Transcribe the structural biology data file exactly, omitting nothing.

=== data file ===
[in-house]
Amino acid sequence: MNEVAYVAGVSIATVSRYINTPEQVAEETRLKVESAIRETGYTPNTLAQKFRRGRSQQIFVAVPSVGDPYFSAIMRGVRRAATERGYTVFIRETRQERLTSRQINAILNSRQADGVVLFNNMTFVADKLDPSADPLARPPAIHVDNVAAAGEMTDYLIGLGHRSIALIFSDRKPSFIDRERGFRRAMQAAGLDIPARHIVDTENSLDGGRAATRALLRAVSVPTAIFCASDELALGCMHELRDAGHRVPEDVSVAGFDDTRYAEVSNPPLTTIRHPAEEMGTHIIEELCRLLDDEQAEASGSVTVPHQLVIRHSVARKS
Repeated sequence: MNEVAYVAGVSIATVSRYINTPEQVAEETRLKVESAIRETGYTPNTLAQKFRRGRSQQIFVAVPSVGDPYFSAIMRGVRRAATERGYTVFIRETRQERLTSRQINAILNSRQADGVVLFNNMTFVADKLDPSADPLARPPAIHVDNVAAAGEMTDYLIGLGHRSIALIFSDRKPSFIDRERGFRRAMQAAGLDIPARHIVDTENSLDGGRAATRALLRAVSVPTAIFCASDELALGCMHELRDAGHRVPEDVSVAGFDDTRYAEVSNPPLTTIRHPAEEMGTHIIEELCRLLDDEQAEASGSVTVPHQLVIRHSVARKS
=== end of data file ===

[in-house]
Amino acid sequence: MNEVAYVAGVSIATVSRYINTPEQVAEETRLKVESAIRETGYTPNTLAQKFRRGRSQQIFVAVPSVGDPYFSAIMRGVRRAATERGYTVFIRETRQERLTSRQINAILNSRQADGVVLFNNMTFVADKLDPSADPLARPPAIHVDNVAAAGEMTDYLIGLGHRSIALIFSDRKPSFIDRERGFRRAMQAAGLDIPARHIVDTENSLDGGRAATRALLRAVSVPTAIFCASDELALGCMHELRDAGHRVPEDVSVAGFDDTRYAEVSNPPLTTIRHPAEEMGTHIIEELCRLLDDEQAEASGSVTVPHQLVIRHSVARKS
Repeated sequence: MNEVAYVAGVSIATVSRYINTPEQVAEETRLKVESAIRETGYTPNTLAQKFRRGRSQQIFVAVPSVGDPYFSAIMRGVRRAATERGYTVFIRETRQERLTSRQINAILNSRQADGVVLFNNMTFVADKLDPSADPLARPPAIHVDNVAAAGEMTDYLIGLGHRSIALIFSDRKPSFIDRERGFRRAMQAAGLDIPARHIVDTENSLDGGRAATRALLRAVSVPTAIFCASDELALGCMHELRDAGHRVPEDVSVAGFDDTRYAEVSNPPLTTIRHPAEEMGTHIIEELCRLLDDEQAEASGSVTVPHQLVIRHSVARKS